This article needs additional citations for verification. (July 2012) (Learn how and when to remove this template message)
"Chaiyya Chaiyya" (English: [walk] in shade) is an Indian song from the 1998 Bollywood film Dil Se.., composed by A.R. Rahman, written by Gulzar, and sung by Sukhwinder Singh and Sapna Awasthi. It quickly became popular upon the release and its music video, directed by Mani Ratnam and starring Shah Rukh Khan and Malaika Arora, gained cult status, partly because it was filmed on a moving train. The song is based on Sufi music and Urdu poetry. The Tamil version is called "Thaiyya Thaiyya", which was also popular among Tamils.
|Song by A. R. Rahman|
|from the album Dil Se.. soundtrack|
|Language||Urdu (original) |
|Studio||Panchathan Record Inn|
|Composer(s)||A. R. Rahman|
|Producer(s)||A. R. Rahman|
The Dil Se.. soundtrack album, where the song appeared on, sold six million units in India. In 2002, the BBC World Service conducted an international poll to choose the ten most popular songs of all time. Around 7000 songs were selected from all over the world. According to the BBC, people from 155 countries voted "Chaiyya Chaiyya" ninth in the top 10 songs.
About the songEdit
The lyrics of "Chaiyya Chaiyya" are based on the Sufi folk song "Thaiyya Thaiyya" with lyrics by poet Bulleh Shah. Singer Sukhwinder Singh originally suggested the song to A.R. Rahman who was looking for a Punjabi devotional song to include on the soundtrack of Dil Se... Gulzar subsequently rewrote the lyrics and changed the name to "Chaiyya Chaiyya".
In an Interview with called "Sadhanai Tamilargal" with Mani Ratnam, AR Rahman and Vairamuthu, Rahman stated that the song was originally composed for his album Vande Mataram. But as it didn't fit in, he decided to show it to Mani Ratnam, who loves these kind of catchy tunes. The very first time hearing the song, Mani Ratnam decided to shoot the song in a train.
The video was filmed on top of the Ooty train (the Nilgiri Mountain Railway) in mountainous Tamil Nadu, southern India, while actor Shahrukh Khan dances with model/actress Malaika Arora and other dancers. The film was directed by Mani Ratnam and recorded by Santosh Sivan. The choreography was completed in four and half days by Farah Khan. No major back projections or post-production special effects were used in the music video.
Malaika Arora, one of the performers, recalls: "Would you believe it? Well, the "Chaiya Chaiya" song was shot exactly as you see it on the screen: No camera tricks, no back projection, no post-production special effects!" She also said that "...One of the unit members tripped and hurt himself. Other than that, things were safe."
Remixes of the song were used in the opening and closing credits of the 2006 film Inside Man. The opening credits, set over shots of the robbery crew driving into Manhattan, feature an abridged version of the original with additional trumpet accompaniment, and the closing credits feature a hip-hop-inflected remix featuring Panjabi MC ("Chaiyya Chaiyya Bollywood Joint").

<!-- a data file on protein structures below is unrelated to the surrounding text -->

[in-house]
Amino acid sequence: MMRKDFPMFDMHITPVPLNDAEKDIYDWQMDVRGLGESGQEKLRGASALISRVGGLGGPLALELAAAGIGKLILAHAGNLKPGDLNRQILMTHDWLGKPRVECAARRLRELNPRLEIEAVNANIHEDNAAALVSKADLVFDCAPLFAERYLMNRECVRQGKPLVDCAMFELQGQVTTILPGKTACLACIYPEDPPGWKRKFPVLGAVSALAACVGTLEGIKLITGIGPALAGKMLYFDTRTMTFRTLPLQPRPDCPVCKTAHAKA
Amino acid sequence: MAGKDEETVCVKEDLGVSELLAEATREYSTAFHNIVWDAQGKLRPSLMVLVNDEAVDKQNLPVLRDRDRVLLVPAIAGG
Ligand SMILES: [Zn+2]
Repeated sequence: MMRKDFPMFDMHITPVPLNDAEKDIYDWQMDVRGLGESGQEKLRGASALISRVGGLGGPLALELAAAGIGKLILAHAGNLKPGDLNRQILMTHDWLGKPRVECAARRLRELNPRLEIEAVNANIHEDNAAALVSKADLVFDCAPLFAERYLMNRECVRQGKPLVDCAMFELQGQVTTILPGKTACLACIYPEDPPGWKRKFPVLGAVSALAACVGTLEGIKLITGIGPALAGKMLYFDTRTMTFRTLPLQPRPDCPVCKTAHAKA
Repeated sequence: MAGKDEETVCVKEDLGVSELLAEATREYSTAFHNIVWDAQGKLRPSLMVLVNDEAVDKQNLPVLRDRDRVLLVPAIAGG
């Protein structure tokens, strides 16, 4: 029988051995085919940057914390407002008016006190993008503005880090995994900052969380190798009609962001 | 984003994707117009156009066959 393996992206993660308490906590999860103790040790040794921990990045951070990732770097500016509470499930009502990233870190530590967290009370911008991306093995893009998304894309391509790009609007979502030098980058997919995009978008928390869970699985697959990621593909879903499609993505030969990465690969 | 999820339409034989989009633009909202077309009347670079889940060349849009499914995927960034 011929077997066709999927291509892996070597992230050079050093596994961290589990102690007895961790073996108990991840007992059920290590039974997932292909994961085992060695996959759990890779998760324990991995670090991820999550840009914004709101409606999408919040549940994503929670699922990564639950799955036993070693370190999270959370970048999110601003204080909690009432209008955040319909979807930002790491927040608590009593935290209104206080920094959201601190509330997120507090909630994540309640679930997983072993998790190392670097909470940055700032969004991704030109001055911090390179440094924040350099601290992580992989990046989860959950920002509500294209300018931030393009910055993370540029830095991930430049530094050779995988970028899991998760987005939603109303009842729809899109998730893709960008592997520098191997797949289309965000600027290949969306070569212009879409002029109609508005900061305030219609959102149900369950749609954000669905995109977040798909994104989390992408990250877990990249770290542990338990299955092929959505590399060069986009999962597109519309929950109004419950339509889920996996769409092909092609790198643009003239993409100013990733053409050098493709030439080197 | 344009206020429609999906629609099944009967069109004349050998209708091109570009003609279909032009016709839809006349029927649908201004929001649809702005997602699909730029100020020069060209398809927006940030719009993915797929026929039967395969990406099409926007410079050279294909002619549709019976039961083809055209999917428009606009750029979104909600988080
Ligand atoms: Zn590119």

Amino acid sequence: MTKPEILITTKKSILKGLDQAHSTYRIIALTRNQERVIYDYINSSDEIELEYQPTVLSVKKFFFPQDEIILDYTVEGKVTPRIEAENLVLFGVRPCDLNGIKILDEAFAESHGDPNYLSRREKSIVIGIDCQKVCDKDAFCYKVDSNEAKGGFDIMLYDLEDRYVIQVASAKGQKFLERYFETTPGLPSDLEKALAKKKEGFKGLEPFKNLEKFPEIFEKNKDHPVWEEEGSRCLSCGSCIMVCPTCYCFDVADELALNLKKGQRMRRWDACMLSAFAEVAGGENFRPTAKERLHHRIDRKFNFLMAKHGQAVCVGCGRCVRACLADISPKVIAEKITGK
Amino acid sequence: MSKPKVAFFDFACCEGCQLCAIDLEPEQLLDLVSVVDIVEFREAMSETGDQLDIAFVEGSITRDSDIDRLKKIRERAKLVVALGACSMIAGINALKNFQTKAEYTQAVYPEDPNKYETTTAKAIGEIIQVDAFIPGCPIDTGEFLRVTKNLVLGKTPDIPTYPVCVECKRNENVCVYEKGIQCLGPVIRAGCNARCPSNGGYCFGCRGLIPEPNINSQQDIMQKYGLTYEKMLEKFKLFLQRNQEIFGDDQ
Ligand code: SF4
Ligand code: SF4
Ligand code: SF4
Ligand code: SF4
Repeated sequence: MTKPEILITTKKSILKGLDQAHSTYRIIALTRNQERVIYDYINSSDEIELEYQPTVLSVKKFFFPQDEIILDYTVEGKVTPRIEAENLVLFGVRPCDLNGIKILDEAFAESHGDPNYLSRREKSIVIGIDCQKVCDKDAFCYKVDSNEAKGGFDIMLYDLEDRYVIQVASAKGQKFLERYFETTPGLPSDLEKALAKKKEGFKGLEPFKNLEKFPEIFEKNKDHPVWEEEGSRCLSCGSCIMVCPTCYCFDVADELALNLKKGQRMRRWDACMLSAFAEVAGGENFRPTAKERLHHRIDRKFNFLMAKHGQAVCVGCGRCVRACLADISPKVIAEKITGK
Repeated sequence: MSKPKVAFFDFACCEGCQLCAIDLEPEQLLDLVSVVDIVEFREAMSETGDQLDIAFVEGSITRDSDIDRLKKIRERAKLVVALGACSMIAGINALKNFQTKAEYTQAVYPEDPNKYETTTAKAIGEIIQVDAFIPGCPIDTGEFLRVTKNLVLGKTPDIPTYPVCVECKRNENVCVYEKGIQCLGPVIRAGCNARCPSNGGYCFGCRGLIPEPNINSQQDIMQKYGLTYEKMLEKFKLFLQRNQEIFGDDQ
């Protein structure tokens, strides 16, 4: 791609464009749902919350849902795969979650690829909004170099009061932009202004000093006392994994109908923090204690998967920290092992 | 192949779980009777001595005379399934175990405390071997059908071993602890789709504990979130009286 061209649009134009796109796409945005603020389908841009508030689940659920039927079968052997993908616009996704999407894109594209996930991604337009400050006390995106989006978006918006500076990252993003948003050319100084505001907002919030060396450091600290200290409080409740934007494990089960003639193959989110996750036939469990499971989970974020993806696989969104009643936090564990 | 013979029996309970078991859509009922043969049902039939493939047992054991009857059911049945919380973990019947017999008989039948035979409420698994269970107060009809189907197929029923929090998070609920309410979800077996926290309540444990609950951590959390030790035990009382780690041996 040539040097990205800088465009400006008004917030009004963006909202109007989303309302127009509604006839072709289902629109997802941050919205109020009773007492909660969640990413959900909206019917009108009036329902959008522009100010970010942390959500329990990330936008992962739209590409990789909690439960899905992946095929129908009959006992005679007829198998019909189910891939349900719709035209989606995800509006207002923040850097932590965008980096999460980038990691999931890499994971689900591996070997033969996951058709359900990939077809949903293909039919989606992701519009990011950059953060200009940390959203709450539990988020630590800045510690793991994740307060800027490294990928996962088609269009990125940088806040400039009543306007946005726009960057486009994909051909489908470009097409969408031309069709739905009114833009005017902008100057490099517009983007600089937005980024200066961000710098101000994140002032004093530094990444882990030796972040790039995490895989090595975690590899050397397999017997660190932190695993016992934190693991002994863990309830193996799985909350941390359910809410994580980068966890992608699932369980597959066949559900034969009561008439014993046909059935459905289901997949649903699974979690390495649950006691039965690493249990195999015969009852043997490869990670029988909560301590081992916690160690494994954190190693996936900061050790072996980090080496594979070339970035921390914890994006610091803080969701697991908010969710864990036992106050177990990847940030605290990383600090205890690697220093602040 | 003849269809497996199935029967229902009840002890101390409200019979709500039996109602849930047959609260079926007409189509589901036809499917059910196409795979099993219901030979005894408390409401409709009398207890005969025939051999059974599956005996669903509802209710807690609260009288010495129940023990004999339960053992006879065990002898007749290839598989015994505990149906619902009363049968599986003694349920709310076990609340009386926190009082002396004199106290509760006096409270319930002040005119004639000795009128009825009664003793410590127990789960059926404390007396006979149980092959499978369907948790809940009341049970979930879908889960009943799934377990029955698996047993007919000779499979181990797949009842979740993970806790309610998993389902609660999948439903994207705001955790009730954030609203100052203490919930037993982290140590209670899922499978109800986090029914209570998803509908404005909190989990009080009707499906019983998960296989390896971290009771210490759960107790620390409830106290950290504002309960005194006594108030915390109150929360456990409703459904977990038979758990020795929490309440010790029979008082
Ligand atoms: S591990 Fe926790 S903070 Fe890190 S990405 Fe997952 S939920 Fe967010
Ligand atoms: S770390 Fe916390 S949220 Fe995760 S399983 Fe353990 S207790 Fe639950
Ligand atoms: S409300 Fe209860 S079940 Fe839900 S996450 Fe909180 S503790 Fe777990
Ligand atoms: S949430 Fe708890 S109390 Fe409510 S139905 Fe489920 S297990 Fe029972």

The original track and a live version of "Chaiyya Chaiyya" are featured in AR Rahman's compilation album, A. R. Rahman – A World of Music.
"Chaiyya Chaiyya" became famous in Indonesia in 2011, after Norman Kamaru, a policeman from Gorontalo, Indonesia recorded himself lipsync-ing it and uploaded the video to YouTube. The name of the video is "Polisi Gorontalo Menggila" (Crazy Gorontalo Police).
On 17 May 2015, recording artist Kurt Hugo Schneider with Sam Tsui, Vidya and Shankar Tucker, uploaded a mashup video on YouTube titled Chaiyya Chaiyya / Don't Stop MASHUP!! - INDIA EDITION ft Sam Tsui, Shankar Tucker, Vidya. It garnered 300,000 views in 3 days. Shah Rukh Khan tweeted it, appreciating their work. As of January 2016, the YouTube video has 25 million views.
- Basu, Anustup (2010). Bollywood in the Age of New Media: The Geo-televisual Aesthetic: The Geo-televisual Aesthetic. Edinburgh University Press. p. 164. ISBN 9780748643233.
- "Rahman @ 25". CNN-News18. CNN International. 8 September 2017.
- "The World's Top Ten". BBC World Service. Retrieved 2008-11-05.
- "'Music, like religion, has a soul. If you get this right, you can have different arrangements'". Indian Express. 7 September 2004. Retrieved 31 March 2010.
- Poojari, Chatura (1998-09-11). "My first break: Farah Khan". The Indian Express. Retrieved 2008-08-08..
- A.A. Michael Raj. "From tube to screen". The Hindu. Retrieved 2002-02-11.
- Sukanya Verma. "'I expect a lot from myself'". Rediff. Retrieved 2011-04-04.
- "Goyang India Polisi Muda". Yahoo! News Indonesia. 4 April 2011. Retrieved 12 April 2011.